by Bianca Neff, Executive Director
My poor car is crying for attention.
On top of the regular insurance payments and the technical inspection costs, it's also requiring additional work, which of course means more € out of my pocket.
It's a great little car, a 2003 Opel Corsa and I love it because it's simple, hard-working and doesn't ask hardly anything from me.
But when it needs help, I'm often not ready for it. And right now, these things have all converged at the same time...
...so I'm feeling annoyed.
It's not my car's fault, but I'm annoyed anyway.
So what's going on inside me to annoy me? It's as if I expect this vehicle to last to infinity with nothing more than a full gas tank and some oil changes. Even though I know in my mind that this thing requires regular maintenance (and that I should set aside some money each month for the care I know my wonderful little car eventually will require of me), my emotional response has little to do with what I know. It has much more to do with what I as the driver want, or what I think is best for me -- not my vehicle -- at the moment.
My annoyance at my car's needs could mean one of two things:
1) Its exemplary past behavior of excellent reliability disqualifies this little machine from the right to get regular maintenance (or more expensive intervention when necessary).
2) My car's excellent reliability has caused me to become spoiled.
I think it's pretty obvious that I've become spoiled.
Peacebuilders Need Maintenance, Too
You're asking: What's this got to do with me?
The link to peacebuilding professionals as beings needing maintenance -- always regular, and sometimes serious -- couldn't have been more clear as I sat staring at my car and pondering my adverse reaction to its declaration of its needs.
I have a few things to say about this, imagining you as both the driver and the vehicle of your own life.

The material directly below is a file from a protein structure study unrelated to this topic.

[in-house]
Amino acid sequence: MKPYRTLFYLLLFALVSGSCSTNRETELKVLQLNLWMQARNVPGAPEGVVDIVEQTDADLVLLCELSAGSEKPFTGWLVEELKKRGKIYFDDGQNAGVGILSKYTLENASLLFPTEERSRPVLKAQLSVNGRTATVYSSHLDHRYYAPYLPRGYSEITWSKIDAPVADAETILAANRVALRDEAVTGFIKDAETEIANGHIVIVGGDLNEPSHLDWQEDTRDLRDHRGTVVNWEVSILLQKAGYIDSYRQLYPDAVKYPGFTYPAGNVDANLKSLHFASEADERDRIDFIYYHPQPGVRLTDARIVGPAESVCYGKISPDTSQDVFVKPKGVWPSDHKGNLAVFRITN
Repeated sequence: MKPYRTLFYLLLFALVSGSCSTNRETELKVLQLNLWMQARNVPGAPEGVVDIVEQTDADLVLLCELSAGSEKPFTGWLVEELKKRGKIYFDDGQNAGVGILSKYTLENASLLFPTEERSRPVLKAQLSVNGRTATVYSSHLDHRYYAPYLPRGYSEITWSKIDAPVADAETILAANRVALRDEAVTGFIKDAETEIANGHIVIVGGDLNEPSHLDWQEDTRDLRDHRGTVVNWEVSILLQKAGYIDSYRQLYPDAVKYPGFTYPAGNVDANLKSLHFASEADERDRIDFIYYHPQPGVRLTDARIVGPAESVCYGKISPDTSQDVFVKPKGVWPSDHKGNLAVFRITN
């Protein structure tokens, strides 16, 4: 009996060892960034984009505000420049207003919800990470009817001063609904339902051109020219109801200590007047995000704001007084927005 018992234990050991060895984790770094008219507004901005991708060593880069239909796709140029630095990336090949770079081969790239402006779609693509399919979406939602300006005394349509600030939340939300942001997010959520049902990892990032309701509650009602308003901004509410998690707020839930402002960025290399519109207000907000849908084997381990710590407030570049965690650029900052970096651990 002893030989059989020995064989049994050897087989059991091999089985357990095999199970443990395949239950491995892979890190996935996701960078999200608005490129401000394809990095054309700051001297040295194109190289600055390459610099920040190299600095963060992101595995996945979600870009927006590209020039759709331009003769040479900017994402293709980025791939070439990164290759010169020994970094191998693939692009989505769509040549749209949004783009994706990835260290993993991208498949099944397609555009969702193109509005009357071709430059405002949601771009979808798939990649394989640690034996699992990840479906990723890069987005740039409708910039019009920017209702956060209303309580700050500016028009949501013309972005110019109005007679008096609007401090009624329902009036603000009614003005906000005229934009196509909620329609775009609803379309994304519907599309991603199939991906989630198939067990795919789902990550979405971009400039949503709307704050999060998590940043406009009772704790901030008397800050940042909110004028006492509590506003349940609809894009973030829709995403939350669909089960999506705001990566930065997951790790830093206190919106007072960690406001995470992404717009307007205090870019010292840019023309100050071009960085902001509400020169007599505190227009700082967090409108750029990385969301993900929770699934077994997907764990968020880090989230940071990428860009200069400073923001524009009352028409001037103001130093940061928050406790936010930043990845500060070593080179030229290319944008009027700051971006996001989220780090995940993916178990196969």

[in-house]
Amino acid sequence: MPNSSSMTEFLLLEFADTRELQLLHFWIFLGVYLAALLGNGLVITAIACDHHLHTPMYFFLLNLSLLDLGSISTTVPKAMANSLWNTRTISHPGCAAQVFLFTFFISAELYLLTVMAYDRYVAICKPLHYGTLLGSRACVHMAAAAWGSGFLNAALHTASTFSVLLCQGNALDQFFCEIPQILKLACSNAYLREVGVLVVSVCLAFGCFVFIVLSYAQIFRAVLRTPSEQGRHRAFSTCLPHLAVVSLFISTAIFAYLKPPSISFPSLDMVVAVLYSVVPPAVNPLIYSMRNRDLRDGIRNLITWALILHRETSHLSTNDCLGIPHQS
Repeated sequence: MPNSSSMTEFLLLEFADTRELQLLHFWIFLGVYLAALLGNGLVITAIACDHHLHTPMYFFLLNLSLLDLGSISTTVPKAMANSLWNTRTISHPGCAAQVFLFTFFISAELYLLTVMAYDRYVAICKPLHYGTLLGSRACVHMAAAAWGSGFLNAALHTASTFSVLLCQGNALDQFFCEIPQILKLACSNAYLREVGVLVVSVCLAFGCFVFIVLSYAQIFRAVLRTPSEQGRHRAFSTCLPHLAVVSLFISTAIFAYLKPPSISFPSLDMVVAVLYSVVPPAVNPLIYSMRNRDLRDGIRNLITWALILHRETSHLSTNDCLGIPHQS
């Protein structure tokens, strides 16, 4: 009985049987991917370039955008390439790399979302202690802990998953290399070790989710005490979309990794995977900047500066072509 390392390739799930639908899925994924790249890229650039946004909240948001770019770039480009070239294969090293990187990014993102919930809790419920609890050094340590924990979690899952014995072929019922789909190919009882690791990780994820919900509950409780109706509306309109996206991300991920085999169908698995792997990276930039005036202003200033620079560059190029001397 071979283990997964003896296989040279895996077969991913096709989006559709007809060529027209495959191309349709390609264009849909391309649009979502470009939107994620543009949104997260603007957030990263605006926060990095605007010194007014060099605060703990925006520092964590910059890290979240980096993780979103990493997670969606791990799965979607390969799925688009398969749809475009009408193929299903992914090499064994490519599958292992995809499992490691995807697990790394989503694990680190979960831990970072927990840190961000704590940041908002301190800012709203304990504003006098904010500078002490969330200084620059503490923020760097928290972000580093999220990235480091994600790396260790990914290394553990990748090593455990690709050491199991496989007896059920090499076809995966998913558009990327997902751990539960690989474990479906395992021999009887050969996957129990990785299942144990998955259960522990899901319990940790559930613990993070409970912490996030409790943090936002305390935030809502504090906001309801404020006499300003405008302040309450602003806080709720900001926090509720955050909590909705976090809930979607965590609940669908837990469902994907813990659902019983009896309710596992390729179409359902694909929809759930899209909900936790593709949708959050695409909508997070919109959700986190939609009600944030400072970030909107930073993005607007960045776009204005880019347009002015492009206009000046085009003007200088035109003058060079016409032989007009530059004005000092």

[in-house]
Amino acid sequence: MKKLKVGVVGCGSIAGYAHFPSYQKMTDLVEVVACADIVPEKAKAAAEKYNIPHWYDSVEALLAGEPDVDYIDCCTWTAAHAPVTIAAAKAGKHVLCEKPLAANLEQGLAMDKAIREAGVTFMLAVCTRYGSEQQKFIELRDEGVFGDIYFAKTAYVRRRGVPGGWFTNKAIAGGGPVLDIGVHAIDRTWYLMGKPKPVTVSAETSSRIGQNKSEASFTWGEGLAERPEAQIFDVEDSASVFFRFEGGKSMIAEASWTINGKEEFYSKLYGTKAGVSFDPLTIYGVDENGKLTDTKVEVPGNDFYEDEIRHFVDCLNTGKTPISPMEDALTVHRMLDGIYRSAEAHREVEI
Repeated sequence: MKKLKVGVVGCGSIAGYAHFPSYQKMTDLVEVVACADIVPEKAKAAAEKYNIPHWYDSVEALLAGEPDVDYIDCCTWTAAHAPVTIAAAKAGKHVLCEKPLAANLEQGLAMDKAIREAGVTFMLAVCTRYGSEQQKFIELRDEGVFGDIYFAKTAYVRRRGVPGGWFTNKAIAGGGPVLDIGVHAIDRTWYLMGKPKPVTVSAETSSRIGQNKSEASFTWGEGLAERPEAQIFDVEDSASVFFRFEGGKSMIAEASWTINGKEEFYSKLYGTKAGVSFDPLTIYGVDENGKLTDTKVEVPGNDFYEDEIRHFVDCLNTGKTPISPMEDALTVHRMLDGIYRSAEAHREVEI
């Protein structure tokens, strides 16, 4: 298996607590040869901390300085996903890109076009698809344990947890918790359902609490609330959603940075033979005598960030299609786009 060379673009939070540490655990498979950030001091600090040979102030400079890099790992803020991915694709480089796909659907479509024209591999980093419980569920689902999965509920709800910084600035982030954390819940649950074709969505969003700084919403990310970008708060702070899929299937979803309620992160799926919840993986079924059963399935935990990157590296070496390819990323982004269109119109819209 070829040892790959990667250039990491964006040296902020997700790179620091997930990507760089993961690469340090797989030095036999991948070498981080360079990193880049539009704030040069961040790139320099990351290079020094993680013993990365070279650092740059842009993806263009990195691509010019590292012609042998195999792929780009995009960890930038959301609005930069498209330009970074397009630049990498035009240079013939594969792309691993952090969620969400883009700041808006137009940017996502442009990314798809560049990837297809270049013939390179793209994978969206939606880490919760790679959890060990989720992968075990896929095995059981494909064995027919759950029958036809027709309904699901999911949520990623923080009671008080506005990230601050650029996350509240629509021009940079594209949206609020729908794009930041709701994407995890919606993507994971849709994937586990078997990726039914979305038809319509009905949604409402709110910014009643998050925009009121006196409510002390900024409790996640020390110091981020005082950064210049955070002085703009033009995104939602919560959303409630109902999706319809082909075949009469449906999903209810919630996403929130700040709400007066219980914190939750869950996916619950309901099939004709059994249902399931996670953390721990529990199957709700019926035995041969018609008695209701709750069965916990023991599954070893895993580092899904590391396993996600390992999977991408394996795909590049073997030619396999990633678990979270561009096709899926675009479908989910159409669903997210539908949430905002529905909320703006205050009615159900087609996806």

You as the driver
The driver is the voice that says "I can't believe you're breaking down on me now, are you serious?! This is terrible timing. I have no money to deal with your mechanics. Your needs are stressing me out more than I'm already stressed out. You need to stay in operation regardless of what's going on inside, there's simply no capacity to consider other options. I'm really sorry."
We all know, of course, that the driver's circumstances don't change the fact that the vehicle needs attention in order to continue functioning and serving the driver.
Here's the thing: The driver's wishes and expectations are almost always too high.
To complicate matters, they are often connected to work and to other people's expectations of you (that is, from other external drivers).
The driver has a choice to make: Take care of the problem by finding the resources to cover the perfectly appropriate costs, or take a gamble and continue driving, realizing that the clock is now ticking.
This is the driver side of you.
Now what about you as the vehicle?
You As the Vehicle
The vehicle is the voice saying, "Something isn't right." Maybe it's not shouting; may it's only whispering. Whatever the case, the vehicle side of you could be any number of components:
Your Brain: "I'm not functioning well mentally, something is definitely wrong.”
Your Body: "I'm not getting younger and the physical demands placed on me are not letting up; how long can I keep this up?"
Your Soul/Spirit: "The work isn't what it used to be; I am not who I used to be; I don't like who I'm becoming (or have become).”
Your Heart: "My significant life-giving relationships are being affected by this pace; either I change something or I will regret it one day.”
The voice of the vehicle inside you can come from the many different things you are driving in order to meet the driver's expectations.
And here's the thing about the vehicle's needs: They are almost always exactly what they need to be, in line with how we are designed and built.